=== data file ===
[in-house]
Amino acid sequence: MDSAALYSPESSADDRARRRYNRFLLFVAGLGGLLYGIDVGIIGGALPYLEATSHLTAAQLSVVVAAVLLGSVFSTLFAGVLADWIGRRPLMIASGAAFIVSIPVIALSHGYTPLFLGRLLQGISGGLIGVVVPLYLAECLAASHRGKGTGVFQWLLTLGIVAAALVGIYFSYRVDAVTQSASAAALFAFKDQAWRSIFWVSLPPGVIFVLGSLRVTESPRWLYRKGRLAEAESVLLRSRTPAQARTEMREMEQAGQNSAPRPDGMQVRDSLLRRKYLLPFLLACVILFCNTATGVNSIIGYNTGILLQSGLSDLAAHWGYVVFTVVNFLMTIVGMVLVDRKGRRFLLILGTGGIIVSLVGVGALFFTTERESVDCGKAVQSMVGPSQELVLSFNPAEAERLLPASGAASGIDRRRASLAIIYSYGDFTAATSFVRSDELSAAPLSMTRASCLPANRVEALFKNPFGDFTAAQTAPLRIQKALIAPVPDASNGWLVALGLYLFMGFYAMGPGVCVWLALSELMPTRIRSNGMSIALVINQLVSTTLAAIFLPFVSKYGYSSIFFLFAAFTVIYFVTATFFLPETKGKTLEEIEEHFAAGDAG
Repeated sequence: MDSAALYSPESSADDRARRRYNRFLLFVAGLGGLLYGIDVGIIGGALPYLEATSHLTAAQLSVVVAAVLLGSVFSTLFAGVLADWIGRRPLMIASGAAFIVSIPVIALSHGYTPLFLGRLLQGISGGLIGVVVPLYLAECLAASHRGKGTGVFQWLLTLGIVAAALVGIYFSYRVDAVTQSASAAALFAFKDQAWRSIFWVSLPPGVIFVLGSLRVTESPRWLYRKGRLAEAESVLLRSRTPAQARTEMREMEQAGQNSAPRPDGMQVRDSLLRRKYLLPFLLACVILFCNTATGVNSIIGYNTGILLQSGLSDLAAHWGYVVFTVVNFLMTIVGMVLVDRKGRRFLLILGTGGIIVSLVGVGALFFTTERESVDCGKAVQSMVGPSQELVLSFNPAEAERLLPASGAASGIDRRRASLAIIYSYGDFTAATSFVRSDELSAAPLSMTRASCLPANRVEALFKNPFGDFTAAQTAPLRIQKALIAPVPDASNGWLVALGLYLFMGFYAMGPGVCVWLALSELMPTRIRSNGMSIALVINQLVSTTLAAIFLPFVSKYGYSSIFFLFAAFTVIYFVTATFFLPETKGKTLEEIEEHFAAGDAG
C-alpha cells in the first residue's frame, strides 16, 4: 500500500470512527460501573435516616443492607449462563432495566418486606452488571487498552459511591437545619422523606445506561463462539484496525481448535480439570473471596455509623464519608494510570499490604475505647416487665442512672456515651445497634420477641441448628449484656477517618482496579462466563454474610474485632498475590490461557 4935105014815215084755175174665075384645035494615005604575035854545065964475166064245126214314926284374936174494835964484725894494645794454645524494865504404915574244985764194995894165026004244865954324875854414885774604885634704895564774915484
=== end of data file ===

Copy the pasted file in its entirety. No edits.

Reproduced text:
[in-house]
Amino acid sequence: MDSAALYSPESSADDRARRRYNRFLLFVAGLGGLLYGIDVGIIGGALPYLEATSHLTAAQLSVVVAAVLLGSVFSTLFAGVLADWIGRRPLMIASGAAFIVSIPVIALSHGYTPLFLGRLLQGISGGLIGVVVPLYLAECLAASHRGKGTGVFQWLLTLGIVAAALVGIYFSYRVDAVTQSASAAALFAFKDQAWRSIFWVSLPPGVIFVLGSLRVTESPRWLYRKGRLAEAESVLLRSRTPAQARTEMREMEQAGQNSAPRPDGMQVRDSLLRRKYLLPFLLACVILFCNTATGVNSIIGYNTGILLQSGLSDLAAHWGYVVFTVVNFLMTIVGMVLVDRKGRRFLLILGTGGIIVSLVGVGALFFTTERESVDCGKAVQSMVGPSQELVLSFNPAEAERLLPASGAASGIDRRRASLAIIYSYGDFTAATSFVRSDELSAAPLSMTRASCLPANRVEALFKNPFGDFTAAQTAPLRIQKALIAPVPDASNGWLVALGLYLFMGFYAMGPGVCVWLALSELMPTRIRSNGMSIALVINQLVSTTLAAIFLPFVSKYGYSSIFFLFAAFTVIYFVTATFFLPETKGKTLEEIEEHFAAGDAG
Repeated sequence: MDSAALYSPESSADDRARRRYNRFLLFVAGLGGLLYGIDVGIIGGALPYLEATSHLTAAQLSVVVAAVLLGSVFSTLFAGVLADWIGRRPLMIASGAAFIVSIPVIALSHGYTPLFLGRLLQGISGGLIGVVVPLYLAECLAASHRGKGTGVFQWLLTLGIVAAALVGIYFSYRVDAVTQSASAAALFAFKDQAWRSIFWVSLPPGVIFVLGSLRVTESPRWLYRKGRLAEAESVLLRSRTPAQARTEMREMEQAGQNSAPRPDGMQVRDSLLRRKYLLPFLLACVILFCNTATGVNSIIGYNTGILLQSGLSDLAAHWGYVVFTVVNFLMTIVGMVLVDRKGRRFLLILGTGGIIVSLVGVGALFFTTERESVDCGKAVQSMVGPSQELVLSFNPAEAERLLPASGAASGIDRRRASLAIIYSYGDFTAATSFVRSDELSAAPLSMTRASCLPANRVEALFKNPFGDFTAAQTAPLRIQKALIAPVPDASNGWLVALGLYLFMGFYAMGPGVCVWLALSELMPTRIRSNGMSIALVINQLVSTTLAAIFLPFVSKYGYSSIFFLFAAFTVIYFVTATFFLPETKGKTLEEIEEHFAAGDAG
C-alpha cells in the first residue's frame, strides 16, 4: 500500500470512527460501573435516616443492607449462563432495566418486606452488571487498552459511591437545619422523606445506561463462539484496525481448535480439570473471596455509623464519608494510570499490604475505647416487665442512672456515651445497634420477641441448628449484656477517618482496579462466563454474610474485632498475590490461557 4935105014815215084755175174665075384645035494615005604575035854545065964475166064245126214314926284374936174494835964484725894494645794454645524494865504404915574244985764194995894165026004244865954324875854414885774604885634704895564774915484